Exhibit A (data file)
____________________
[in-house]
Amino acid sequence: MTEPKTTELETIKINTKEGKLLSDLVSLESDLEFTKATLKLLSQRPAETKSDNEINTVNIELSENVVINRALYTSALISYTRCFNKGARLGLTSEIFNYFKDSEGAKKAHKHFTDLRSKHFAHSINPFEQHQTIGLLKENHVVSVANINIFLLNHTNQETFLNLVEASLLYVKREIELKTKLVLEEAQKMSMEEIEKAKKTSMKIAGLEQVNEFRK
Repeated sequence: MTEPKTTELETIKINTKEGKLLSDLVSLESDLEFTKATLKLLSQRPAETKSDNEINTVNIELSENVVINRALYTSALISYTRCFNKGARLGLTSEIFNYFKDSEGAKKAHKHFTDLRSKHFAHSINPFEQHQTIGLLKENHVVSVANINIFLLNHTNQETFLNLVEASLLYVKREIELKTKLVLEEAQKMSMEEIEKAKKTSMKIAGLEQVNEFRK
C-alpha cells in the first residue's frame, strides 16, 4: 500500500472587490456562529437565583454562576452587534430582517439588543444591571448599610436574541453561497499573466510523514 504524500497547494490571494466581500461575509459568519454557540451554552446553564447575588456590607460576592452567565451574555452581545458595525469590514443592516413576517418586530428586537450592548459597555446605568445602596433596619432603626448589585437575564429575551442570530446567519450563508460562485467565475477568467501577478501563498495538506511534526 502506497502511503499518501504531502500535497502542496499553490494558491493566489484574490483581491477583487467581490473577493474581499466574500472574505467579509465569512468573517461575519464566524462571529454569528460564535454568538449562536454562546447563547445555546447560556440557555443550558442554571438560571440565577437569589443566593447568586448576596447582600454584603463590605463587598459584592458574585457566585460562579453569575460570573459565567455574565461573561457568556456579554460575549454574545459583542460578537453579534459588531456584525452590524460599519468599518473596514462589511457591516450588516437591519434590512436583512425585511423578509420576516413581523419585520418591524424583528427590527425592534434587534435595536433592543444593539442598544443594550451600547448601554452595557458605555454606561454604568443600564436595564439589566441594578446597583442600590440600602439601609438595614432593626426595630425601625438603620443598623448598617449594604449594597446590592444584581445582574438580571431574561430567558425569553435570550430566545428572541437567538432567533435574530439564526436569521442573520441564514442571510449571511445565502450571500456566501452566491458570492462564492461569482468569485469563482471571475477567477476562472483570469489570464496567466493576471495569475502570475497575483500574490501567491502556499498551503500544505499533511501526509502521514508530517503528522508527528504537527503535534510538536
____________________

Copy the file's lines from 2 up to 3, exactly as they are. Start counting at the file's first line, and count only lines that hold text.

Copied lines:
Amino acid sequence: MTEPKTTELETIKINTKEGKLLSDLVSLESDLEFTKATLKLLSQRPAETKSDNEINTVNIELSENVVINRALYTSALISYTRCFNKGARLGLTSEIFNYFKDSEGAKKAHKHFTDLRSKHFAHSINPFEQHQTIGLLKENHVVSVANINIFLLNHTNQETFLNLVEASLLYVKREIELKTKLVLEEAQKMSMEEIEKAKKTSMKIAGLEQVNEFRK
Repeated sequence: MTEPKTTELETIKINTKEGKLLSDLVSLESDLEFTKATLKLLSQRPAETKSDNEINTVNIELSENVVINRALYTSALISYTRCFNKGARLGLTSEIFNYFKDSEGAKKAHKHFTDLRSKHFAHSINPFEQHQTIGLLKENHVVSVANINIFLLNHTNQETFLNLVEASLLYVKREIELKTKLVLEEAQKMSMEEIEKAKKTSMKIAGLEQVNEFRK